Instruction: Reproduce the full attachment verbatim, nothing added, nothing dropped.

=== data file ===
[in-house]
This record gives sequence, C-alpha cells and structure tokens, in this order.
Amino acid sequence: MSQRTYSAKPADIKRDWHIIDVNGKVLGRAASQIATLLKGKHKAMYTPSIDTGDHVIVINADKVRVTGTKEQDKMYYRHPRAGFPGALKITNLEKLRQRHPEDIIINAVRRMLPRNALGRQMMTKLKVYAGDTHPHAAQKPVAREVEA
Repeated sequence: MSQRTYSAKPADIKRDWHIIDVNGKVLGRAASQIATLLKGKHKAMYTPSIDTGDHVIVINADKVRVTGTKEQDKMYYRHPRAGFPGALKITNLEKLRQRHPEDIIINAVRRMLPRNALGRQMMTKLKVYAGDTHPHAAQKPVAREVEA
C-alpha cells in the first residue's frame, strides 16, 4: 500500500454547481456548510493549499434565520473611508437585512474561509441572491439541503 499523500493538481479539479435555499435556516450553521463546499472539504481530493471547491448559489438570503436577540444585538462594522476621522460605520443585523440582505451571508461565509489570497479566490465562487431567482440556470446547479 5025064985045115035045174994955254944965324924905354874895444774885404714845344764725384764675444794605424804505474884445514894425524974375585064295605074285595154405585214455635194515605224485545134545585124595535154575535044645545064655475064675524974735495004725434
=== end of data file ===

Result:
[in-house]
This record gives sequence, C-alpha cells and structure tokens, in this order.
Amino acid sequence: MSQRTYSAKPADIKRDWHIIDVNGKVLGRAASQIATLLKGKHKAMYTPSIDTGDHVIVINADKVRVTGTKEQDKMYYRHPRAGFPGALKITNLEKLRQRHPEDIIINAVRRMLPRNALGRQMMTKLKVYAGDTHPHAAQKPVAREVEA
Repeated sequence: MSQRTYSAKPADIKRDWHIIDVNGKVLGRAASQIATLLKGKHKAMYTPSIDTGDHVIVINADKVRVTGTKEQDKMYYRHPRAGFPGALKITNLEKLRQRHPEDIIINAVRRMLPRNALGRQMMTKLKVYAGDTHPHAAQKPVAREVEA
C-alpha cells in the first residue's frame, strides 16, 4: 500500500454547481456548510493549499434565520473611508437585512474561509441572491439541503 499523500493538481479539479435555499435556516450553521463546499472539504481530493471547491448559489438570503436577540444585538462594522476621522460605520443585523440582505451571508461565509489570497479566490465562487431567482440556470446547479 5025064985045115035045174994955254944965324924905354874895444774885404714845344764725384764675444794605424804505474884445514894425524974375585064295605074285595154405585214455635194515605224485545134545585124595535154575535044645545064655475064675524974735495004725434